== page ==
Metastatic lesions from malignant growths elsewhere are frequently observed in the lungs, and such lesions may be very extensive without producing signs or symptoms of pulmonary disease.
If such metastatic lesions involve the pleura, effusion may produce distressing symptoms, but so long as the nodules remain in the parenchyma of the lungs they rarely occasion any discomfort. In contrast to this, a small malignant nodule arising in the lumen of the bronchus may produce marked evidence of pulmonary disease because of the occurrence of bronchial occlusion.
The presence or absence of bronchial obstruction is the most reliable criterion for differentiating primary and secondary malignant disease in the lungs, and yet it has been pointed out that growths that are secondary in the lungs may ulcerate through the wall of the bronchus and cause partial bronchial obstruction, with the production of the signs and symptoms that are seen in growths that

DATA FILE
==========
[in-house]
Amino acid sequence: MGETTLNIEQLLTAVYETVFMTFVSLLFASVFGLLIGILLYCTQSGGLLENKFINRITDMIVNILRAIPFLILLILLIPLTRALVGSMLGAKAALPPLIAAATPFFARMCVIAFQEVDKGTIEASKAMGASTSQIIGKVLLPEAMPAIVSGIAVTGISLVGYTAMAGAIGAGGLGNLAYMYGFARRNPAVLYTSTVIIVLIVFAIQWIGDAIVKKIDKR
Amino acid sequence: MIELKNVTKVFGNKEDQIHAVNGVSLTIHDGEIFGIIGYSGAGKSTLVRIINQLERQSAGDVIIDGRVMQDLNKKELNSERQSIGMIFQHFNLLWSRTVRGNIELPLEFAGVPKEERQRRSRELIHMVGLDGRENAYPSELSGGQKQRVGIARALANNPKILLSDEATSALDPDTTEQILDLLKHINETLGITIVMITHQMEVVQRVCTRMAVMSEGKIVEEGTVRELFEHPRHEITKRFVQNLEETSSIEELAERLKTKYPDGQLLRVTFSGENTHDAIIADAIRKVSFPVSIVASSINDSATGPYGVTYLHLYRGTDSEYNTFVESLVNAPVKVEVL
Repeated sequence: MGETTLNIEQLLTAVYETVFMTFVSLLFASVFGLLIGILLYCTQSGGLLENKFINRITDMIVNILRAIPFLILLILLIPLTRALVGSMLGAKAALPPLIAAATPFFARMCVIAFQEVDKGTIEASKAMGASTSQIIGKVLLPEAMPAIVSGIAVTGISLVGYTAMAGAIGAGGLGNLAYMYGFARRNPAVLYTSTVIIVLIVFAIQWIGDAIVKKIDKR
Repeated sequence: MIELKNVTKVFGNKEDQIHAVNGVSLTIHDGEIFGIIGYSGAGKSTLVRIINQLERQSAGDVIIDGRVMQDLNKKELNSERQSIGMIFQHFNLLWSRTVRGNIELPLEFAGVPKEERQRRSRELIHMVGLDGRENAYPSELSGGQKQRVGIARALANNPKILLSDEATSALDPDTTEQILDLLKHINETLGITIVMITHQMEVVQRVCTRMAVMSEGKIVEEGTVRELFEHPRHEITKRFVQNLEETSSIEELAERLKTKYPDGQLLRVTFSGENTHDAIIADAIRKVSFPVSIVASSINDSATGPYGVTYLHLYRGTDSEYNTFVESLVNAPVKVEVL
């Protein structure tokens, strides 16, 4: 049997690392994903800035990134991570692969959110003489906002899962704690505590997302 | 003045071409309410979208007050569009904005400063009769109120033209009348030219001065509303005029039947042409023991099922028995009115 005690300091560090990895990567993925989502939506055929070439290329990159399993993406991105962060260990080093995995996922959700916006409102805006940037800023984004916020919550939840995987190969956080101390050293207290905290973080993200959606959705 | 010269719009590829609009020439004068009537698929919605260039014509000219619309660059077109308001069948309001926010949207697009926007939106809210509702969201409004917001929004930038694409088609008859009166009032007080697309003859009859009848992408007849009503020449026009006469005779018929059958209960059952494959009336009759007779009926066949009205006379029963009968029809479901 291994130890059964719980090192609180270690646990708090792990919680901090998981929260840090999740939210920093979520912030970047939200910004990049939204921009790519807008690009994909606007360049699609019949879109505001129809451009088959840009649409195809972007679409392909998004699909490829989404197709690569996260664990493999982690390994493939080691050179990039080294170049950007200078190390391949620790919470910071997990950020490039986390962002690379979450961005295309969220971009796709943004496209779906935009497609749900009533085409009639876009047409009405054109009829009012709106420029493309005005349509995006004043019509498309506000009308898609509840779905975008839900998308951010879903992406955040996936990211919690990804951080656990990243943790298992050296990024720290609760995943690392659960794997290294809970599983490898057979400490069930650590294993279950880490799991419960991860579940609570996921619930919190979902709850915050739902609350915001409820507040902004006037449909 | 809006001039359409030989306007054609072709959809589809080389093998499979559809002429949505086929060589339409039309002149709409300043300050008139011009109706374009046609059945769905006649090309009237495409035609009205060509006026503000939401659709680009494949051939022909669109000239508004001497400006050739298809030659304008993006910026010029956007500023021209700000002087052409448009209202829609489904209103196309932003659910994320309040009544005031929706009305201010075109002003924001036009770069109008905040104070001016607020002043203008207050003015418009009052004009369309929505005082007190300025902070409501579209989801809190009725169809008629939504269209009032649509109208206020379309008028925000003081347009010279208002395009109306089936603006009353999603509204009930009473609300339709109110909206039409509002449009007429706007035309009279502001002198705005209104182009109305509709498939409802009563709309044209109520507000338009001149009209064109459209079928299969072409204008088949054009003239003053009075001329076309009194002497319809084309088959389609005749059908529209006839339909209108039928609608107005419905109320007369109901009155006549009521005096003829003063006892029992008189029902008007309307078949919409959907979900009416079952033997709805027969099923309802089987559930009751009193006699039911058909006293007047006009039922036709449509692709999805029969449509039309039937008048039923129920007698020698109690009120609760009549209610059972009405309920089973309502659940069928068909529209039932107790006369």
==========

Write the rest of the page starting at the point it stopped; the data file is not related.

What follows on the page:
MAYTUM CK, VINSON PP. PULMONARY METASTASIS FROM HYPERNEPHROMA, WITH ULCERATION INTO A BRONCHUS SIMULATING PRIMARY BRONCHIAL CARCINOMA: REPORT OF A CASE. Arch Otolaryngol. 1936;23(1):101–104. doi:10.1001/archotol.1936.00640040108011
Artificial Intelligence Resource Center
Customize your JAMA Network experience by selecting one or more topics from the list below.